When you first start your company, you issue 2 million common shares to the founders.  Then, let’s say you raise $500,000 from investors by offering preferred stock at $1 per share.  One year later, you raise $1,000,000 at $0.80 per share (meaning you sell 1,250,000 shares).

CP1 = $1

A = 2,000,000

B = $1,000,000/$1 = $1,000,000

C = 1,250,000

So, the new conversion price =

1 x (2,000,000 + 1,000,000)/(2,000,000 + 1,250,000) =

1 x (3,000,000/3,250,000) = $0.92

This means that the first preferred stock investors now convert into 1.09 shares of common stock ($1.0 /$0.92 = 1.09).

So, if the company is sold and those investors convert into common, they will get a larger share of the total proceeds from the sale than they would have if there were no anti-dilution protections.

Should you offer this protection to your preferred equity investors?

If you think it is likely that you may sell your company someday and the proceeds from the sale will be an important component of how your investors will be compensated, anti-dilution protection is a nice way to provide some protection to your early investors.  More sophisticated investors might insist on it.

On the other hand, these provisions can be rather complicated and require you to keep track of conversion ratios that might change if you raise more than one round of equity funding.  If you don’t foresee a sale of your company, it could make more sense to leave out provisions related to conversion of preferred stock to common altogether.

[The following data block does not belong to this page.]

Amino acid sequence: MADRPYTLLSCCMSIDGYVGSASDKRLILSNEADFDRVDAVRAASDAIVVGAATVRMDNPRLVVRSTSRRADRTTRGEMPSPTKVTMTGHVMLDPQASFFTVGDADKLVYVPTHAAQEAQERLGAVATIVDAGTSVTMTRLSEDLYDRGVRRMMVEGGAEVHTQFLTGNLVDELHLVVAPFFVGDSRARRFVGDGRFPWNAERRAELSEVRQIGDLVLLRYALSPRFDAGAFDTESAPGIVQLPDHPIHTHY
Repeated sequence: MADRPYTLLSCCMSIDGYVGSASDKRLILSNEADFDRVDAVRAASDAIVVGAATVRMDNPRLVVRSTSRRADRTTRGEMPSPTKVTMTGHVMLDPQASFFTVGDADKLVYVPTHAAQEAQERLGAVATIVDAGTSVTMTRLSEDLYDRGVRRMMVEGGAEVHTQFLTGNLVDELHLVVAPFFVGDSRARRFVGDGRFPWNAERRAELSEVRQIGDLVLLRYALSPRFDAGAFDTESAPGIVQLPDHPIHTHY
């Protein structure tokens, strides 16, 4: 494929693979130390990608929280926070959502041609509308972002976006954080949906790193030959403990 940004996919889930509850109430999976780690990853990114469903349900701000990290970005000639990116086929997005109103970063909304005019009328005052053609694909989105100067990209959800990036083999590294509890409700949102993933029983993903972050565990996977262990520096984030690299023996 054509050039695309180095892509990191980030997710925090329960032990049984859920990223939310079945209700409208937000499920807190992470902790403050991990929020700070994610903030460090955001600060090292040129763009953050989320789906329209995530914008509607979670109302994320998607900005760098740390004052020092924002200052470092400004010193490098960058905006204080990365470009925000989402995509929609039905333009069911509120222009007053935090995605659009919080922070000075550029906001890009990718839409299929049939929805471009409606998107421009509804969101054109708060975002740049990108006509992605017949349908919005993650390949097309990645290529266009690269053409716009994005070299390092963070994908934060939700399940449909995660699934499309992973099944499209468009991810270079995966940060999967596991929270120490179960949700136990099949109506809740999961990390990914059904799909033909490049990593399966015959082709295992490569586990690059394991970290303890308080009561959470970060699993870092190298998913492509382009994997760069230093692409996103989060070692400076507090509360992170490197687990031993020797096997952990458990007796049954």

If you would like to become an expert on investment terms and other topics related to fundraising for your business, join our Capital on Your Terms Community!  For details, click here:

New rules—New possibilities!

New rules—New possibilities!

The Securities and Exchange Commission has made some changes to the rules governing private offerings of securities.  These are some of the biggest changes we’ve seen in a while and many of them will make fundraising much easier! The new rules are expected to go into effect by February 2021. Note that none of these rules pre-empt state law, so it is always necessary to determine whether applicable state laws may limit the usefulness of these new rules.